Twitter's Jack Dorsey says it was 'mistake' to censor CBP chief over border wall tweet

Dorsey: It was ‘wrong’ to censor NY Post Hunter Biden article

Twitter CEO Jack Dorsey addresses censorship concerns during Senate Judiciary Committee hearing.

Twitter CEO Jack Dorsey on Wednesday told lawmakers that it was a “mistake” to censor the acting commissioner of Customs and Border Protection (CBP) over a tweet about the wall at the southern border — as the company faces accusations of political bias.

Dorsey was grilled by Sen. Mike Lee, R-Utah, at a Senate Judiciary Committee hearing, where Lee brought up the incident in October – in which CBP Acting Commissioner Mark Morgan was locked out of his account for a tweet touting the 400 miles of wall built at the border.

CBP CHIEF SAYS TWITTER LOCKED HIS ACCOUNT FOR PRO-BORDER WALL MESSAGE

“Every mile helps us stop gang members, murderers, sexual predators and drugs from entering our country,” the tweet said, declaring that “walls work.”

While the suspension was reversed by Twitter after an appeal, Lee asked why Twitter had initially determined the tweet violated rules governing “hateful conduct.”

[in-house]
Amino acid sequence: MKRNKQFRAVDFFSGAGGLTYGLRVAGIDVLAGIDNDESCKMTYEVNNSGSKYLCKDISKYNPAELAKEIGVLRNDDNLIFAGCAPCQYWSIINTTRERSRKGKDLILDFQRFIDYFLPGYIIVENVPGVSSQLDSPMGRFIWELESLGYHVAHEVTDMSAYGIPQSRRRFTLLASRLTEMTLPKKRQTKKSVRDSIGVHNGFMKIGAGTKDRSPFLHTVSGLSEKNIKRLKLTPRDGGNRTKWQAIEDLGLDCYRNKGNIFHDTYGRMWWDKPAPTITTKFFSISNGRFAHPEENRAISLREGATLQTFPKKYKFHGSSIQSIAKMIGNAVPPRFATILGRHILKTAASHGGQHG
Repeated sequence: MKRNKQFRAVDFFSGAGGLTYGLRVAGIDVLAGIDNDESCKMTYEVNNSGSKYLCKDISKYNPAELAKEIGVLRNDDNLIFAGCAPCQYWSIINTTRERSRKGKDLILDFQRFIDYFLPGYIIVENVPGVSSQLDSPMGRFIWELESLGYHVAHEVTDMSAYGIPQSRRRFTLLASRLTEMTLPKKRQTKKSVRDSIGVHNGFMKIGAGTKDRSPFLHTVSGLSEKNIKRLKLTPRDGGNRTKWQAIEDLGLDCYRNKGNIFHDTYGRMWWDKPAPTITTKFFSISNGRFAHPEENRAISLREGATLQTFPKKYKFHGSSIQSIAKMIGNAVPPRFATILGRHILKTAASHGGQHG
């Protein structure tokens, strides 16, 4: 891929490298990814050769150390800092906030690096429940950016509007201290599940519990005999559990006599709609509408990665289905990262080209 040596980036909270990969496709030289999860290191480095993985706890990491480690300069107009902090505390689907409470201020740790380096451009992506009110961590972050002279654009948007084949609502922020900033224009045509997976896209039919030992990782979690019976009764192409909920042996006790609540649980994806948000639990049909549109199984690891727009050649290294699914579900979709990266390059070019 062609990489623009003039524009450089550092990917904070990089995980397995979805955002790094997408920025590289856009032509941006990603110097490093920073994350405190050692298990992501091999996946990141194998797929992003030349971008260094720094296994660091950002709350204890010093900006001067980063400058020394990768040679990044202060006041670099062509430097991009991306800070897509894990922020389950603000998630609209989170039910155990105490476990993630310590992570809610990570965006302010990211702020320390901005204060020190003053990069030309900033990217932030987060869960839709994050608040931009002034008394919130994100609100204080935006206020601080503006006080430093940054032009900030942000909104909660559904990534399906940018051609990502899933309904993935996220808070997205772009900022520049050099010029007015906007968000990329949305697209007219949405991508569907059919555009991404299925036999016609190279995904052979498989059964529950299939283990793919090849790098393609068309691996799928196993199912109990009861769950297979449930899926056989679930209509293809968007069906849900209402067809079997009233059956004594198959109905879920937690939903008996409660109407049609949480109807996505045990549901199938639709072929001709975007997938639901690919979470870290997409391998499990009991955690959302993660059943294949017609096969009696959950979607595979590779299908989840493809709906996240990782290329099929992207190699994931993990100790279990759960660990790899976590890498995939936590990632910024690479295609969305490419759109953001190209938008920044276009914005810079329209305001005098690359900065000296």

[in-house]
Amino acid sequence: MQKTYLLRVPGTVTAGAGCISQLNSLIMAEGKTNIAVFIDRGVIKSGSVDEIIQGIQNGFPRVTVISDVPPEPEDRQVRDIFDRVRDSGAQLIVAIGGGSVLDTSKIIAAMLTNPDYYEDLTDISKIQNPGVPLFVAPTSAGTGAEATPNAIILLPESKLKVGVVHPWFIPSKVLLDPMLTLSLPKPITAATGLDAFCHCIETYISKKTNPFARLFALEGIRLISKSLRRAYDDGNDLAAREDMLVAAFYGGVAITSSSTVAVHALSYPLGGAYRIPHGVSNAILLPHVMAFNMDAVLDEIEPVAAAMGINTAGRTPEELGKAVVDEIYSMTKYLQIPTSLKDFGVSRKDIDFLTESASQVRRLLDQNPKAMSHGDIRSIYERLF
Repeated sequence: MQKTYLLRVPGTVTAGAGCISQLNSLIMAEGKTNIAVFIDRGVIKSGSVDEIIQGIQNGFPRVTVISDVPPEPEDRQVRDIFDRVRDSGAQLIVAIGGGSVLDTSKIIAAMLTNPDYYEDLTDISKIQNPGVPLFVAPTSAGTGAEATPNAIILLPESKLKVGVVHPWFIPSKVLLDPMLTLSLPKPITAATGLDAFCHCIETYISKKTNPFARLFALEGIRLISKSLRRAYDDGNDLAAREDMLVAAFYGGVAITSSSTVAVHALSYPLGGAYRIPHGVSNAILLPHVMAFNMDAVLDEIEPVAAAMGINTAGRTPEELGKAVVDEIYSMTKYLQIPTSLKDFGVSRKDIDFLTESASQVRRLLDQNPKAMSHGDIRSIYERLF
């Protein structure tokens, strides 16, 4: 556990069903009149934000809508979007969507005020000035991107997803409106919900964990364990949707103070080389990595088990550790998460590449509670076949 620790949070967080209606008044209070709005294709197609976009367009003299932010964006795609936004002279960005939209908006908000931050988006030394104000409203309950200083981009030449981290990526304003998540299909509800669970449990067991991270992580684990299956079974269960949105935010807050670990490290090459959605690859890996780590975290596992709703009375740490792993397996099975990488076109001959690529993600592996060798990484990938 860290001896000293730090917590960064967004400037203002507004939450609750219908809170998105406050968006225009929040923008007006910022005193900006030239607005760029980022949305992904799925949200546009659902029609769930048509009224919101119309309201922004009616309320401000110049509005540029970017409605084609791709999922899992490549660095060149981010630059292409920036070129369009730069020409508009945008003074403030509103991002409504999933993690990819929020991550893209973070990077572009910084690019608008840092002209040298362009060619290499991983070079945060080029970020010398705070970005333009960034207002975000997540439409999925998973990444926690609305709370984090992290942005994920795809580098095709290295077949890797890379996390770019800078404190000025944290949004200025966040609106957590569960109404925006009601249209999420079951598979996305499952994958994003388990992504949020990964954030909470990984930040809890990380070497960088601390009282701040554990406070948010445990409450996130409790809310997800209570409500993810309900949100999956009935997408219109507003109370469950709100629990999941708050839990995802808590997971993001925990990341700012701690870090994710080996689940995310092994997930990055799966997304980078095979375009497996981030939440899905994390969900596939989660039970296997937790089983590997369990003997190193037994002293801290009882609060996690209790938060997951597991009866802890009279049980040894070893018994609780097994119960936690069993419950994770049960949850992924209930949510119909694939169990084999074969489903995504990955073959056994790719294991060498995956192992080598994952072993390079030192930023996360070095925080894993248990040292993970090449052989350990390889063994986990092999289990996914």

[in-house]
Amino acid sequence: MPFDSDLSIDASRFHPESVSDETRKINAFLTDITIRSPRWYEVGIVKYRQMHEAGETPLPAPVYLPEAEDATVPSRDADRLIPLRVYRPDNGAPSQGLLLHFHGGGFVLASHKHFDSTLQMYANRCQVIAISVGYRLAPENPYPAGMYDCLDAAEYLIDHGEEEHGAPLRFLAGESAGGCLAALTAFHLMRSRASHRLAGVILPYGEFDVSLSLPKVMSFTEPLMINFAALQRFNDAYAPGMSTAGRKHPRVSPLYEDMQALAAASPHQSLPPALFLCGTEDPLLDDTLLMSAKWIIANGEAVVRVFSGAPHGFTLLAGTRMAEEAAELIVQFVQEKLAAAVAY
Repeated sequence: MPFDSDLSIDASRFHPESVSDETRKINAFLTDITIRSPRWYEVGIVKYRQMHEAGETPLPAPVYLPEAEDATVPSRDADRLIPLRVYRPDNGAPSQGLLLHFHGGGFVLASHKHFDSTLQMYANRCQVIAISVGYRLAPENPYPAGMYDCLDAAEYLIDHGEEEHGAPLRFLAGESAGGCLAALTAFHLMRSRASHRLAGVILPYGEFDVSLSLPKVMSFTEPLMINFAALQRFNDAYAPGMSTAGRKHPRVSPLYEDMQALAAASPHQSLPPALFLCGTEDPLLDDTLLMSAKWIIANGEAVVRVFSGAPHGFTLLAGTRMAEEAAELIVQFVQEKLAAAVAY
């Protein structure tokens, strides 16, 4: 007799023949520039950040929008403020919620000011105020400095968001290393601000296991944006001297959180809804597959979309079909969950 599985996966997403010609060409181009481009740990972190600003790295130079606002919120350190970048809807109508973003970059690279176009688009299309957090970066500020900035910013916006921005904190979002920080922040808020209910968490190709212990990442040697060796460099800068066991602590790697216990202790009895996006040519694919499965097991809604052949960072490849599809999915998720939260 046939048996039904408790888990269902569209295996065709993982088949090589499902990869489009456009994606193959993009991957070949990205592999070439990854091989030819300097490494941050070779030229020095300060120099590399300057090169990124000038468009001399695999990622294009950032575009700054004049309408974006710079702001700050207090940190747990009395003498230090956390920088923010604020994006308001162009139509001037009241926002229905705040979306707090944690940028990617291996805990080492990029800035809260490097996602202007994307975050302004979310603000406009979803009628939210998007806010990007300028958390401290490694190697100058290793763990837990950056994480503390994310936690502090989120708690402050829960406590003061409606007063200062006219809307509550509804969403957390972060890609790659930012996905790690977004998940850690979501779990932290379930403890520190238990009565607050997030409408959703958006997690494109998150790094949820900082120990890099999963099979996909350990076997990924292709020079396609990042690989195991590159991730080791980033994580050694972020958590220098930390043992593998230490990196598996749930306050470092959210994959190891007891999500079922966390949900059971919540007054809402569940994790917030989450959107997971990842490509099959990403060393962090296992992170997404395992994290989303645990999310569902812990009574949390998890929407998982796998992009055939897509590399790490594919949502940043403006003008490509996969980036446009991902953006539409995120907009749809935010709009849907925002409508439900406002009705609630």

“Can you tell me in one sentence what exactly is ‘hateful’ about Commissioner Morgan’s tweet?” he asked.

Dorsey said Twitter had “evaluated his tweet again and we found we were wrong.” 

“There was a mistake and it was due to the fact we had heightened awareness around government accounts during this time. So there was a mistake — we reverted it,” he said.

FACEBOOK, TWITTER TAKE HEAT OVER HUNTER BIDEN STORY DURING HEARING; DORSEY ADMITS 'THIS ACTION WAS WRONG'

Twitter has faced a barrage of criticism from Republicans for alleged censorship of conservatives. In particular, it has come under scrutiny for its censorship of a New York Post story that reported on allegations about Hunter Biden.

Dorsey addressed the controversy in his opening remarks, explaining as he had during a previous hearing that the Post story was blocked pursuant to a 2018 policy against spreading hacked materials.

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"We made a quick interpretation using no other evidence that the materials in the article were obtained through hacking, and according to our policy, we blocked them from being spread," Dorsey testified. "Upon further consideration, we admitted this action was wrong and corrected it within 24 hours."

Fox News’ Ronn Blitzer contributed to this report.

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